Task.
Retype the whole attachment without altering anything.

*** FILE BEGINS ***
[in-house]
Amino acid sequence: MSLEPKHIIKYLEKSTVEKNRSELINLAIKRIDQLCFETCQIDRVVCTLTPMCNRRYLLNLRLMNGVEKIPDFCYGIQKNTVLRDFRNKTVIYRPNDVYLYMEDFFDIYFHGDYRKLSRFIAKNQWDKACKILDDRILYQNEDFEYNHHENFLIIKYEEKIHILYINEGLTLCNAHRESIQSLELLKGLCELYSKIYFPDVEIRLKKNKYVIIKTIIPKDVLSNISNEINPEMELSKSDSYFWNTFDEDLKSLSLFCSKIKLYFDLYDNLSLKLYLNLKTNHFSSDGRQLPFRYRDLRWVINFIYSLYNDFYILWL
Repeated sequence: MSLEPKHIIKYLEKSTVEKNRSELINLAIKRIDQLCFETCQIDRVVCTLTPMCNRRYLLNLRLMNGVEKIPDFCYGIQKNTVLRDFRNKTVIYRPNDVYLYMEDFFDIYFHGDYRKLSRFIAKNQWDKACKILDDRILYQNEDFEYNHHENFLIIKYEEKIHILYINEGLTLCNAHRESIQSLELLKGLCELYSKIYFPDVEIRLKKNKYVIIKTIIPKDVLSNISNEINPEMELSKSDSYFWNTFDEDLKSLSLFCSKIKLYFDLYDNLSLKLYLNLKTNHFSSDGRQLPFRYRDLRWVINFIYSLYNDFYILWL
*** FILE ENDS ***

[in-house]
Amino acid sequence: MSLEPKHIIKYLEKSTVEKNRSELINLAIKRIDQLCFETCQIDRVVCTLTPMCNRRYLLNLRLMNGVEKIPDFCYGIQKNTVLRDFRNKTVIYRPNDVYLYMEDFFDIYFHGDYRKLSRFIAKNQWDKACKILDDRILYQNEDFEYNHHENFLIIKYEEKIHILYINEGLTLCNAHRESIQSLELLKGLCELYSKIYFPDVEIRLKKNKYVIIKTIIPKDVLSNISNEINPEMELSKSDSYFWNTFDEDLKSLSLFCSKIKLYFDLYDNLSLKLYLNLKTNHFSSDGRQLPFRYRDLRWVINFIYSLYNDFYILWL
Repeated sequence: MSLEPKHIIKYLEKSTVEKNRSELINLAIKRIDQLCFETCQIDRVVCTLTPMCNRRYLLNLRLMNGVEKIPDFCYGIQKNTVLRDFRNKTVIYRPNDVYLYMEDFFDIYFHGDYRKLSRFIAKNQWDKACKILDDRILYQNEDFEYNHHENFLIIKYEEKIHILYINEGLTLCNAHRESIQSLELLKGLCELYSKIYFPDVEIRLKKNKYVIIKTIIPKDVLSNISNEINPEMELSKSDSYFWNTFDEDLKSLSLFCSKIKLYFDLYDNLSLKLYLNLKTNHFSSDGRQLPFRYRDLRWVINFIYSLYNDFYILWL